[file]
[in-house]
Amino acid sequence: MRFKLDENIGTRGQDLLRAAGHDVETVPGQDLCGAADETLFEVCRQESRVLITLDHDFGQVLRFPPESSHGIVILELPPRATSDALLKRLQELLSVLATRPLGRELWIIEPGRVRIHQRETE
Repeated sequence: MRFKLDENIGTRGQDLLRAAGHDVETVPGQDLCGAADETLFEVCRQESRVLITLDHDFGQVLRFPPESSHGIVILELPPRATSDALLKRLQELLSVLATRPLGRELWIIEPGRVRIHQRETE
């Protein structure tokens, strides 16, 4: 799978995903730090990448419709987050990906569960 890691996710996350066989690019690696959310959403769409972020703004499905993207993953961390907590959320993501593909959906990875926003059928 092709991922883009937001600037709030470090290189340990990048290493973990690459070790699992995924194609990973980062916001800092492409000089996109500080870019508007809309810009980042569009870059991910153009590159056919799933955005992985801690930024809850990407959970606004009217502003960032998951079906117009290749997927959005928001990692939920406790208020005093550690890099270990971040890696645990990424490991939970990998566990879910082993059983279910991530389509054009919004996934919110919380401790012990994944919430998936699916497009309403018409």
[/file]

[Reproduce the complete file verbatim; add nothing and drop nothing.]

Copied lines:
[in-house]
Amino acid sequence: MRFKLDENIGTRGQDLLRAAGHDVETVPGQDLCGAADETLFEVCRQESRVLITLDHDFGQVLRFPPESSHGIVILELPPRATSDALLKRLQELLSVLATRPLGRELWIIEPGRVRIHQRETE
Repeated sequence: MRFKLDENIGTRGQDLLRAAGHDVETVPGQDLCGAADETLFEVCRQESRVLITLDHDFGQVLRFPPESSHGIVILELPPRATSDALLKRLQELLSVLATRPLGRELWIIEPGRVRIHQRETE
């Protein structure tokens, strides 16, 4: 799978995903730090990448419709987050990906569960 890691996710996350066989690019690696959310959403769409972020703004499905993207993953961390907590959320993501593909959906990875926003059928 092709991922883009937001600037709030470090290189340990990048290493973990690459070790699992995924194609990973980062916001800092492409000089996109500080870019508007809309810009980042569009870059991910153009590159056919799933955005992985801690930024809850990407959970606004009217502003960032998951079906117009290749997927959005928001990692939920406790208020005093550690890099270990971040890696645990990424490991939970990998566990879910082993059983279910991530389509054009919004996934919110919380401790012990994944919430998936699916497009309403018409």